Background: Infant body mass index (BMI) is increasingly used as a marker of obesity risk based on its association with young-adulthood BMI. Objectives: The aim of this study is to test the association of infant BMI with young-adulthood fat mass and fat-free mass, and how this association changes during advancing adulthood. Methods: Body mass index Z-score at age 9 months was measured in 350 White, non-Hispanic Fels Longitudinal Study participants. This exposure was entered into multilevel models to test its association with trajectories describing 2665 BMI observations and 1388 observations of fat mass index (FMI, kg m−2) and fat-free mass index (FFMI, kg m−2) between ages 20 and 60 years. Results: Partitioning young-adulthood BMI into its fat and fat-free components, infant BMI Z-score was associated with FFMI (β = 0.745; 95% confidence interval = 0.367 to 1.124) but not FMI (0.528; −0.055 to 1.110) at age 20 years. Greater infant BMI Z-score was associated with slower age-related increases in all outcomes, such that (looking at 10-year intervals) only FFMI at age 30 years was related to infant BMI Z-score (0.338; 0.119, 0.557). Conclusions: Focus on infant BMI reduction for adulthood obesity prevention warrants caution as high infant BMI values are associated with greater lean mass, which is protective against ageing changes.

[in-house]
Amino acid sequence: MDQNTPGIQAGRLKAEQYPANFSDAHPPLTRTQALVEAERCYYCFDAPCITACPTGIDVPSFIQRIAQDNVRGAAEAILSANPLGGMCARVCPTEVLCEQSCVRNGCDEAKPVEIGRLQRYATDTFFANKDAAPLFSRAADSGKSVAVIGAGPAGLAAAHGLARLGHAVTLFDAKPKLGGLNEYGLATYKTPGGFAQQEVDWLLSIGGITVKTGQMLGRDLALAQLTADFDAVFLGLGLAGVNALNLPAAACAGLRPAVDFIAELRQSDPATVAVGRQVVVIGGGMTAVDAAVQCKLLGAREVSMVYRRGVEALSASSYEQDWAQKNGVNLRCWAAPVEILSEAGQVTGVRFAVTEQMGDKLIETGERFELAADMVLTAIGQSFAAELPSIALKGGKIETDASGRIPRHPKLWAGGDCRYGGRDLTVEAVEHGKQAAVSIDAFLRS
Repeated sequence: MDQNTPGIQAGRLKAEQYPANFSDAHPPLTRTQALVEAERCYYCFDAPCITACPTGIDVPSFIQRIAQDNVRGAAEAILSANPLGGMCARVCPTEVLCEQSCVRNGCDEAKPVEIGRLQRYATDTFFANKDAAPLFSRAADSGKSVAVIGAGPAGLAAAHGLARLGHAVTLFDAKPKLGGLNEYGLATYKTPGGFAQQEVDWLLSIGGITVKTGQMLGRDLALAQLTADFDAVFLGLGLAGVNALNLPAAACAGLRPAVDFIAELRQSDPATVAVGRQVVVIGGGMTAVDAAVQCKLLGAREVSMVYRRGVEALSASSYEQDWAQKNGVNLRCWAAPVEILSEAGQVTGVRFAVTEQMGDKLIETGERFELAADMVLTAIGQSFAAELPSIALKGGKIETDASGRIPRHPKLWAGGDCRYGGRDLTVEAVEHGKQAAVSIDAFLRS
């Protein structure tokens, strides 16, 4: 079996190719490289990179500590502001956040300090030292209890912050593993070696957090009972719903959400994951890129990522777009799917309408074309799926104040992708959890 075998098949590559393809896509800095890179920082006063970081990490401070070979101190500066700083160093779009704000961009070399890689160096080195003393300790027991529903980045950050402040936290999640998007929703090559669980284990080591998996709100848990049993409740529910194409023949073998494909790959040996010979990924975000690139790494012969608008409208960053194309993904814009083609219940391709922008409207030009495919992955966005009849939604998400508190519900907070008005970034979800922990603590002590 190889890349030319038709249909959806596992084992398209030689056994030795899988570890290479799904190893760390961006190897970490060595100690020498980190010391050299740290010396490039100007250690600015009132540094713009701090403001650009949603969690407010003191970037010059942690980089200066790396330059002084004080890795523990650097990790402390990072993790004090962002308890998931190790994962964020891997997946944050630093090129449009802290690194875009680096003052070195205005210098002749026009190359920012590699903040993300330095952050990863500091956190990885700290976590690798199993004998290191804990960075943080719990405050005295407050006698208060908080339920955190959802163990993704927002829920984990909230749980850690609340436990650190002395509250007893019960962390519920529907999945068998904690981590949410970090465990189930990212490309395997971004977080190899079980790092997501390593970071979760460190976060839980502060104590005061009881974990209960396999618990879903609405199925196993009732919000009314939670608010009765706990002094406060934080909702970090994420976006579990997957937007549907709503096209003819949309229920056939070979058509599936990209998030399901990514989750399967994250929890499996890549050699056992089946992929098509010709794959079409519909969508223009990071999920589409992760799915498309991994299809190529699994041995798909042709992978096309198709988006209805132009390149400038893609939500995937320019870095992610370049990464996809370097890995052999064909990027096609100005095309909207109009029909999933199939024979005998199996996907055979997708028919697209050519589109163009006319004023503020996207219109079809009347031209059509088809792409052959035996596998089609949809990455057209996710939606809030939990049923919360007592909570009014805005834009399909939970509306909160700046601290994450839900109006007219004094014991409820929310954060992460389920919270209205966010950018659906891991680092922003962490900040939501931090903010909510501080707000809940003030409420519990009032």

Bibliographical notePublisher Copyright:
© 2016 World Obesity Federation
Copyright 2018 Elsevier B.V., All rights reserved.
- Body composition
- body fat
- body mass index
- cohort studies
- paediatric obesity